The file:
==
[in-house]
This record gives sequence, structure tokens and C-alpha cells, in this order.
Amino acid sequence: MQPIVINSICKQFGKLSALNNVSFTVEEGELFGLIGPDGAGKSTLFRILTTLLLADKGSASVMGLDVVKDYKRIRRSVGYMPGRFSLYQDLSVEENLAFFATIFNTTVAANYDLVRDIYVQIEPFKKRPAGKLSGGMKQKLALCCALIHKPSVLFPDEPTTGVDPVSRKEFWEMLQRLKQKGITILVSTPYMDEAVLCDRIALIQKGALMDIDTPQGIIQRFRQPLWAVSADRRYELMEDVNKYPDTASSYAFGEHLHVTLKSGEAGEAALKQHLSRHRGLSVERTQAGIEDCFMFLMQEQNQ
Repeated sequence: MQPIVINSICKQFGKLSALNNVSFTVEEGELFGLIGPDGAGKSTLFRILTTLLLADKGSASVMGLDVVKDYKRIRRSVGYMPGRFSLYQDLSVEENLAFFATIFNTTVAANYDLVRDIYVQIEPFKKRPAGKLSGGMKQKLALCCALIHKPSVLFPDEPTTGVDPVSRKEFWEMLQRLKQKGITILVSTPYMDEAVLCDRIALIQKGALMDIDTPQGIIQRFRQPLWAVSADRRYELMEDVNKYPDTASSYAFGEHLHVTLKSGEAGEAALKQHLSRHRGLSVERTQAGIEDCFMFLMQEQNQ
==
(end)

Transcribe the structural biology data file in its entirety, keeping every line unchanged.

[in-house]
This record gives sequence, structure tokens and C-alpha cells, in this order.
Amino acid sequence: MQPIVINSICKQFGKLSALNNVSFTVEEGELFGLIGPDGAGKSTLFRILTTLLLADKGSASVMGLDVVKDYKRIRRSVGYMPGRFSLYQDLSVEENLAFFATIFNTTVAANYDLVRDIYVQIEPFKKRPAGKLSGGMKQKLALCCALIHKPSVLFPDEPTTGVDPVSRKEFWEMLQRLKQKGITILVSTPYMDEAVLCDRIALIQKGALMDIDTPQGIIQRFRQPLWAVSADRRYELMEDVNKYPDTASSYAFGEHLHVTLKSGEAGEAALKQHLSRHRGLSVERTQAGIEDCFMFLMQEQNQ
Repeated sequence: MQPIVINSICKQFGKLSALNNVSFTVEEGELFGLIGPDGAGKSTLFRILTTLLLADKGSASVMGLDVVKDYKRIRRSVGYMPGRFSLYQDLSVEENLAFFATIFNTTVAANYDLVRDIYVQIEPFKKRPAGKLSGGMKQKLALCCALIHKPSVLFPDEPTTGVDPVSRKEFWEMLQRLKQKGITILVSTPYMDEAVLCDRIALIQKGALMDIDTPQGIIQRFRQPLWAVSADRRYELMEDVNKYPDTASSYAFGEHLHVTLKSGEAGEAALKQHLSRHRGLSVERTQAGIEDCFMFLMQEQNQ